GSA is a big corporation that has long been one of Australia’s biggest banks.
But over the last decade it has come under pressure from a growing number of Australians who have grown frustrated with the amount of information it gives them.
A number of Australian GSA employees have said they have received death threats and have faced threats from the company.
But the Government has promised it will “make a public announcement about the ongoing investigation into GSA’s practices within 24 hours”.
So it appears GSA will have to get to the bottom of the latest revelations about how the bank operates in Australia, and if it’s not doing enough to stop people getting their money stolen.
How much is your bank’s total account balance?
How much does your bank get?
How do you know what you’re missing?
These are the key questions you need to answer before you take out a credit card or spend your money.
The GSA has also been caught up in a major fraud case, with the banks largest customer alleging they have been made to pay for GSA staff’ illegal behaviour.
How do you find out what’s in your GSA account?
GSA said it does not store account balances, but instead checks your bank statement for information about your account, including account balances.
GSA says the information it does store is “subject to review and verification”.
The GBA is the body that makes those checks, but that’s only if there’s any evidence to support it.
The Federal Government says it has the power to require a company to hand over this information, and the GSA was the subject of a major investigation in 2016.
It said at the time that the inquiry was conducted by a former GSA employee.
GBA CEO Steve Cavanagh told the ABC he would not be commenting further about the investigation into the company’s practices because it was now an internal matter.
What’s your bank and how do you track it?
If you’re an Australian bank customer, you might not know much about the details of your bank or its customers account.
The Financial Transactions and Reports Analysis Centre is responsible for checking all of this information for you.
It has to do so because if your bank doesn’t have enough information about you to keep track of it, then your bank is liable for the debts it owes you.
For example, your bank may owe you a debt for unpaid interest and the creditor can get that information from the FTAAC.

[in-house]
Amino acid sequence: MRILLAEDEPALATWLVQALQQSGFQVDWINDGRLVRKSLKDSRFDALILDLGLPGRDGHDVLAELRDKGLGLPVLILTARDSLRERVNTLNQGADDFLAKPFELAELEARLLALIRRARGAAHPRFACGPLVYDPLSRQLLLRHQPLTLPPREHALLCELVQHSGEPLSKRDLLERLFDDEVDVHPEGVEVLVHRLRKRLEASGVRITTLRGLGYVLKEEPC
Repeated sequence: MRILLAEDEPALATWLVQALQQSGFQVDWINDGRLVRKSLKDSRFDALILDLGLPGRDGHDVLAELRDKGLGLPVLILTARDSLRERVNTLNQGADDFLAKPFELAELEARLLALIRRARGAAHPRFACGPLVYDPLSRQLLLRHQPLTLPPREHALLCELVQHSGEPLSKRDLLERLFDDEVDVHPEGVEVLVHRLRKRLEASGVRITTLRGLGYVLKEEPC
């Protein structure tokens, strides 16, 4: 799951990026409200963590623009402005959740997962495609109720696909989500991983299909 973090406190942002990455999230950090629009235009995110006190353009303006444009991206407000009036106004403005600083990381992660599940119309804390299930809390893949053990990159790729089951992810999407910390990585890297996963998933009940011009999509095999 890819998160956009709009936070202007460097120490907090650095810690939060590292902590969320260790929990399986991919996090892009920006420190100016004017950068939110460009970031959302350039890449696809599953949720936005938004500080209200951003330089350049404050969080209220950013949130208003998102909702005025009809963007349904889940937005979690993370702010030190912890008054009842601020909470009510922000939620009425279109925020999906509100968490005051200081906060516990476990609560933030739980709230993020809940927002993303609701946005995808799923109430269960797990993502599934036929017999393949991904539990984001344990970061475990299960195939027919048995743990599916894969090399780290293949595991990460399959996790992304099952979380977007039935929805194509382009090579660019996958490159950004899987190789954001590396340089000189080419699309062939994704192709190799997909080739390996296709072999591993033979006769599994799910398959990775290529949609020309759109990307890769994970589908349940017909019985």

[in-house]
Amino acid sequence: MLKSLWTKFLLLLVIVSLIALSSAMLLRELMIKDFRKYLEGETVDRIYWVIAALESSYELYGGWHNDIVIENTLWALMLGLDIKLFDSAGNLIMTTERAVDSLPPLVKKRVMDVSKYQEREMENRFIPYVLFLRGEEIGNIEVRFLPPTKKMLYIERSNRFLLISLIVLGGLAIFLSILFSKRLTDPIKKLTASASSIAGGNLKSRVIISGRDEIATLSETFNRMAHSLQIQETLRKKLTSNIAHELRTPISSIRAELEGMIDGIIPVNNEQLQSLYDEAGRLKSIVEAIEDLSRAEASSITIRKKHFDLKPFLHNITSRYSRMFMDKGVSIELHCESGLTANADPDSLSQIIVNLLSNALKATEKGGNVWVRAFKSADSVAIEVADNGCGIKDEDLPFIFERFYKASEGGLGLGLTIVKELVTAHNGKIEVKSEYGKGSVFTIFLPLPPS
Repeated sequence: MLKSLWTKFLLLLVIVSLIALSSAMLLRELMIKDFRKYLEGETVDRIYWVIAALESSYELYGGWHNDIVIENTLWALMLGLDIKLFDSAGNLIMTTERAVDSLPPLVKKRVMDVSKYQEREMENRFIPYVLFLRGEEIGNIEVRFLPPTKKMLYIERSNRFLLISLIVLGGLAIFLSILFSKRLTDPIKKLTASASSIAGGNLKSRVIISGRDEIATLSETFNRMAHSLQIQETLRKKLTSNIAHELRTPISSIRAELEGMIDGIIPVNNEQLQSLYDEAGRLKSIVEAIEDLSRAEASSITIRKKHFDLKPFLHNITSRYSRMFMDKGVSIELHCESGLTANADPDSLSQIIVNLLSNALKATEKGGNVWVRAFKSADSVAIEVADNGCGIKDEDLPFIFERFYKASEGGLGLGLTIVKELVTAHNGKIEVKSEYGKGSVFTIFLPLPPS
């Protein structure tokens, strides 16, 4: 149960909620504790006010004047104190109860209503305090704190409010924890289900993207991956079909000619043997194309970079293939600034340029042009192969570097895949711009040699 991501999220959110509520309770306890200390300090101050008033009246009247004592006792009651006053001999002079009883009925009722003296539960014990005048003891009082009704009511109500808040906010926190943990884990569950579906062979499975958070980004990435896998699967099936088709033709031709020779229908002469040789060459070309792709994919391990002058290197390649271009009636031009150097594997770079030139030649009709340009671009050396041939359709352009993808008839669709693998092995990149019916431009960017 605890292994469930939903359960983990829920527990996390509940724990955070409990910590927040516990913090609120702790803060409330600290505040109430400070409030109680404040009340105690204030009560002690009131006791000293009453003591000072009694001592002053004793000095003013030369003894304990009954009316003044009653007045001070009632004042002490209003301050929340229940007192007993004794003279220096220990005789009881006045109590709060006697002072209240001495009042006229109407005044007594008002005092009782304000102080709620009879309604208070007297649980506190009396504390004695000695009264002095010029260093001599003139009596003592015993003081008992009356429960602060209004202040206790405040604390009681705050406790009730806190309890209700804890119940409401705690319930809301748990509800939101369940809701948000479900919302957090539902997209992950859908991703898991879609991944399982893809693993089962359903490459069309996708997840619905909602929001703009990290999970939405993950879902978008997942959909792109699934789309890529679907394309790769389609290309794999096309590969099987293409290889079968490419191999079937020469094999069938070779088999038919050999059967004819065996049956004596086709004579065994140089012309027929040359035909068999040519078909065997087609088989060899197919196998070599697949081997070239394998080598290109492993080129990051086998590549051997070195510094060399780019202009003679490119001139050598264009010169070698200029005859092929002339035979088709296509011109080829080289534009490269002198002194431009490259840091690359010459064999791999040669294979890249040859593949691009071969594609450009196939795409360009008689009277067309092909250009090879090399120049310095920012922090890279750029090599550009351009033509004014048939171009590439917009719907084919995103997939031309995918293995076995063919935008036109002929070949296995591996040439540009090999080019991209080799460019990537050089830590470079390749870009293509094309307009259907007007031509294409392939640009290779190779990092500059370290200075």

So how do I know if I’ve been the victim of fraud?
You can report fraudulent transactions to the Financial Transactions Agency of Australia (FinTA).
You can also call GSA on 1800 559 099 or the fraud hotline on 1300 555 131.
If your bank has been involved in a fraudulent transaction, it will then have to pay you the amount due to the person who was the victim.
Who has been charged with a crime?
There are several categories of charges that can be laid against banks for alleged fraud.
For more information, read about the different charges and penalties in each.
You might also be looking for other information.
Some GSA services may not have been authorised by the GBA, but the Federal Government does have powers to make decisions on the matter.
For instance, it can impose a fine or seize assets, or allow a court to order a bank to pay a person who is not the person it owes money to.
Is your bank safe?
The GFA says it checks for compliance with Australian banking standards and has been given the task of investigating GSA compliance over the past six months.
The report said the GFA was “very concerned” about GSA.
It also noted that the bank “has a reputation for high levels of customer service, and is well known in the banking industry”.
What are the GGA and GSA laws?
There are four federal laws governing GSA and its employees.
These are: Financial Transactions (Anti-Money Laundering) Act 2000 (the Money Laundering Act) Financial Transaction and Reporting Act 2009 (the Anti-Money-Laundering Act and the Money Laundry Act) Australian Securities and Investments Commission Act 1994 (the Securities and Investment Commission Act) The Banking (Financial Institutions) Act 1990 (the Banking and Financial Services Act) Bank Transaction Reports Act 2004 (the Bank Transaction Report Act) Banking Supervision Act 2004 The Commonwealth Anti-Fraud Act 1989 (the Commonwealth Anti‑Fraud and Corruption Act) What happens next?
The Federal Attorney-General will be conducting a review of the GRA into GSE compliance.
Will GSA be fined?
The government has not yet made a final decision about the amount that GSA could be fined.
The investigation is ongoing, and may result in a fine of up to $50,000,